A coup attempt in the Maldives in November 1988––by Abdullah Luthufee, a Maldivian businessman supported by the People’s Liberation Organisation of Tamil Elam––sent President Maumoon Abdul Gayoom into hiding. Malé flashed SOS messages to the US, the UK, Sri Lanka, India and Pakistan seeking military assistance. While others took time to decide, India responded with concrete action.
It was a race against time––the Indian troops had to reach President Gayoom before the rebels could find him on Malé Island. If the rebels could find President Gayoom before the Indian troops, and if they could gain control of Malé, then the rescue operation would be construed as an act of aggression against a sovereign state. India could ill afford a failure in the Maldives after its setbacks in Sri Lanka in the year gone by.
The decision to launch an airborne operation 2600 kms away in the Maldives was a difficult politico-military choice. India’s pre-occupation in Sri Lanka did weigh heavily on the Indian Prime Minister’s mind. The advice and the confidence of the military leadership enabled him to give a ‘go ahead’.
In response to Delhi’s clarion call, the paratroopers got into action. The IAF airlifted them to rescue the President and secure the islands. The Indian Navy chased the rebels and forced them into surrender.
It is a fact that there were no maps; there was very little intelligence; the notice was short, …the men were scattered––the list of handicaps on the eve of the launch of Operation Cactus is long. Owing to the extreme uncertainties, most pundits, and strategic thinkers (of that time) would have forecast failure, nay a catastrophe. Three decades later, the opinions about Operation Cactus still fringe on disdain and indifference. The reason perhaps is the absence of well-researched material on the subject. Articles and books analysing the Operation are few and far between. The available literature throws light on small segments of the Operation. Many views are devoid of facts and informed analysis. It is no wonder then, that some people question the sanity of the very decision to embark on this mission. They feel that India could well have avoided going into the Maldives.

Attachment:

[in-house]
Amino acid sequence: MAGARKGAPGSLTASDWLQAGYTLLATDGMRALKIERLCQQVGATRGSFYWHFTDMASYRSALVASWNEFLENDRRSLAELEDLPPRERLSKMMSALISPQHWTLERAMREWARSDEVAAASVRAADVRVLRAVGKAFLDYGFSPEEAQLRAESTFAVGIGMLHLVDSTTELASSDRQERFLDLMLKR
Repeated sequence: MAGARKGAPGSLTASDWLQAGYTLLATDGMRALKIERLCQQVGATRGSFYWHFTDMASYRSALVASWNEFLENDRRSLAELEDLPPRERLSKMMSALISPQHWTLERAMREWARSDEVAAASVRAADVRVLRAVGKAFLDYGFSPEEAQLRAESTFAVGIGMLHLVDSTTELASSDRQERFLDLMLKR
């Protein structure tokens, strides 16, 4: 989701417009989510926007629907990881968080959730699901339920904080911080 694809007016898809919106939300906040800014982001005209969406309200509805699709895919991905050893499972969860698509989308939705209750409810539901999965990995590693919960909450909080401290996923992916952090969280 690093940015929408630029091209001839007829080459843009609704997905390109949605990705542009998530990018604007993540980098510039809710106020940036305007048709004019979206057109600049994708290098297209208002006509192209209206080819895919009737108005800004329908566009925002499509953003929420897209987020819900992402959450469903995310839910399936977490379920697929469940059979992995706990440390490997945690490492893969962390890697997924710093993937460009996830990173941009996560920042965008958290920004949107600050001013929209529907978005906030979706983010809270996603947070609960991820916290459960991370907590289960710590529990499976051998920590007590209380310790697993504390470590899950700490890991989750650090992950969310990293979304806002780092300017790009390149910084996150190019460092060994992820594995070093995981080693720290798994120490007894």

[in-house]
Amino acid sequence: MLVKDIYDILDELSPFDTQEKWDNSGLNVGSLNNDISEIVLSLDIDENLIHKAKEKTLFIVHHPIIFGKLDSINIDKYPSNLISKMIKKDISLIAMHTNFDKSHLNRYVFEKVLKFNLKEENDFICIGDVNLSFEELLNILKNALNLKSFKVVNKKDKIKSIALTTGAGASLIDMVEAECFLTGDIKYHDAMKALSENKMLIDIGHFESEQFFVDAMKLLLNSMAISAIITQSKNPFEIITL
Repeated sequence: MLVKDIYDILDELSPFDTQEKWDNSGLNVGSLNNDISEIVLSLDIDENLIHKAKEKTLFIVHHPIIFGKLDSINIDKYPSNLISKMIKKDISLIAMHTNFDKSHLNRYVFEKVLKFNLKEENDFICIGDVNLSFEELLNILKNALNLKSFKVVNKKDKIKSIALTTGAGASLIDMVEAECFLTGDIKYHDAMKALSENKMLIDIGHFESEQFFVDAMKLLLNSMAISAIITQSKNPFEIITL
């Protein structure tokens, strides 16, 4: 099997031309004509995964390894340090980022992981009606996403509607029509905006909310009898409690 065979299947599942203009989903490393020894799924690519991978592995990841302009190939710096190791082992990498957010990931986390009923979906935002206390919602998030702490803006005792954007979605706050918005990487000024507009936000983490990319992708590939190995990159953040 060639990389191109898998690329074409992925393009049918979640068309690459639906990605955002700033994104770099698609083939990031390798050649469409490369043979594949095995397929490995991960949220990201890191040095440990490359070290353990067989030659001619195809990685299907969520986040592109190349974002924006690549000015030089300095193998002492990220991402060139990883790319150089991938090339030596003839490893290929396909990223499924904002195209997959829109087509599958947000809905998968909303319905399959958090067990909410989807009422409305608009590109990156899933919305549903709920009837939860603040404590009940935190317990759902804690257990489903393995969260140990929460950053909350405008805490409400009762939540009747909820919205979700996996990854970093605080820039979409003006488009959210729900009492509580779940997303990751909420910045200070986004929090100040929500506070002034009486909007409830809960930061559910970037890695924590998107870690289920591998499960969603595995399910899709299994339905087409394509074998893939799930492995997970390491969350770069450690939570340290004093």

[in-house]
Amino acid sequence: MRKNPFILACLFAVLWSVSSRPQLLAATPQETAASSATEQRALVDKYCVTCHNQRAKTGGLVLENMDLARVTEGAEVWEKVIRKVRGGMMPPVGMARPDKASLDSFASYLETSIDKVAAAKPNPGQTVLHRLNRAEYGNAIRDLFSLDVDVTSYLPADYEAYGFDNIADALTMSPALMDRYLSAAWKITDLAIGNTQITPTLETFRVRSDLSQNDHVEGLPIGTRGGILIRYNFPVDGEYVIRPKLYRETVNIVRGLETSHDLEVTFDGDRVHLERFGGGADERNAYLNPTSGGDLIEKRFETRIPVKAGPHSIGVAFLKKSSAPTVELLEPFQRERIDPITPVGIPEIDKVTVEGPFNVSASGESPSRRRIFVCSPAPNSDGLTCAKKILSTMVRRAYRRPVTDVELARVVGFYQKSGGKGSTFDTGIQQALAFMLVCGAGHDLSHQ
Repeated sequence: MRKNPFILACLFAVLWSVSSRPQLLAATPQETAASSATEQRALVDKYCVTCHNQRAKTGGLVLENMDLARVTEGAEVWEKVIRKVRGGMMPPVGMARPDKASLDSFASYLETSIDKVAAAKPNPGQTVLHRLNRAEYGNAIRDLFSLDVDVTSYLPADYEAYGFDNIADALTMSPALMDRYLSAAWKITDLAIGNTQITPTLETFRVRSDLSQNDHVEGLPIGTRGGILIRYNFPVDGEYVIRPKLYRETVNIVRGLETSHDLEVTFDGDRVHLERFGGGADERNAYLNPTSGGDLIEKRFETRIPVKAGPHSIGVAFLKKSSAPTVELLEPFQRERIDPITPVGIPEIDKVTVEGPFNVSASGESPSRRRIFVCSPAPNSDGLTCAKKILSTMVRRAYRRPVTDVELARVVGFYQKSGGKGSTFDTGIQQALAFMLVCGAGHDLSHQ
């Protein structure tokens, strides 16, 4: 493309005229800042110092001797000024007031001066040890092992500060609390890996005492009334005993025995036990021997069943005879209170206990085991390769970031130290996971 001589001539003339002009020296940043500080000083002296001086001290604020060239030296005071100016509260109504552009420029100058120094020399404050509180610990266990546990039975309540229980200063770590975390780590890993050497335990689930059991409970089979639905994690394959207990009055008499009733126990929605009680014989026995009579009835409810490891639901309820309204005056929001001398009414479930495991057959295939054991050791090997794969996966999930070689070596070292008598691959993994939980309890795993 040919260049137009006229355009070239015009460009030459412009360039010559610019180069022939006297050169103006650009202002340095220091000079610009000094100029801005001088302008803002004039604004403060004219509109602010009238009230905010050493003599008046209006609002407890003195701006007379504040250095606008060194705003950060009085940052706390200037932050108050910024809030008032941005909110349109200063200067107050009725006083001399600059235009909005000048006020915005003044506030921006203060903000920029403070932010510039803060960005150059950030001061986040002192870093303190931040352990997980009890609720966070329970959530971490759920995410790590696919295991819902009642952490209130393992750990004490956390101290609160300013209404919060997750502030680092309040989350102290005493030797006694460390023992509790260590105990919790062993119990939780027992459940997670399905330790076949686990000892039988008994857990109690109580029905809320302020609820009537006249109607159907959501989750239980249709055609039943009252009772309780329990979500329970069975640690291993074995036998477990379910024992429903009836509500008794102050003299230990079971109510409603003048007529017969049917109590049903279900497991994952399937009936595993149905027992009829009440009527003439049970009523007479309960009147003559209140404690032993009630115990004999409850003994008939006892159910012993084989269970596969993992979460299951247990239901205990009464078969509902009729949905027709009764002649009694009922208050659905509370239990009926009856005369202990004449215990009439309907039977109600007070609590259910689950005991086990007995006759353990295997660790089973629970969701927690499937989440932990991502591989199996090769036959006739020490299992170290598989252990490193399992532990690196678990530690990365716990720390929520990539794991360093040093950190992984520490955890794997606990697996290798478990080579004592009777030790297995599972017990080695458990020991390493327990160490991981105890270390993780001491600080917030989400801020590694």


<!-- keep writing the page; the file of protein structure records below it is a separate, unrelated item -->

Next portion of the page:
The fact is that the decision to go to the Maldives was deliberate and sufficiently contemplated––contingencies had been catered for, including abandoning the Operation and returning to Trivandrum, if the situation so demanded. The decision was followed up by prompt military action. The resources, and the capabilities were limited, but the ability to exploit those resources was tremendous––what was achieved was perhaps the best that could have been done under those circumstances.
The Indians did not sleepwalk into the Maldives.
Operation Cactus underscores three fundamental issues: One, success of military operations depends on innumerable factors. Two, all such factors cannot possibly align favourably, always. Three, success favours those who dare and act regardless. Operation Cactus is the saga of men determined to achieve ends despite all odds. It proved the prowess of Indian military and diplomacy alike and showcased India as an emerging Regional Power.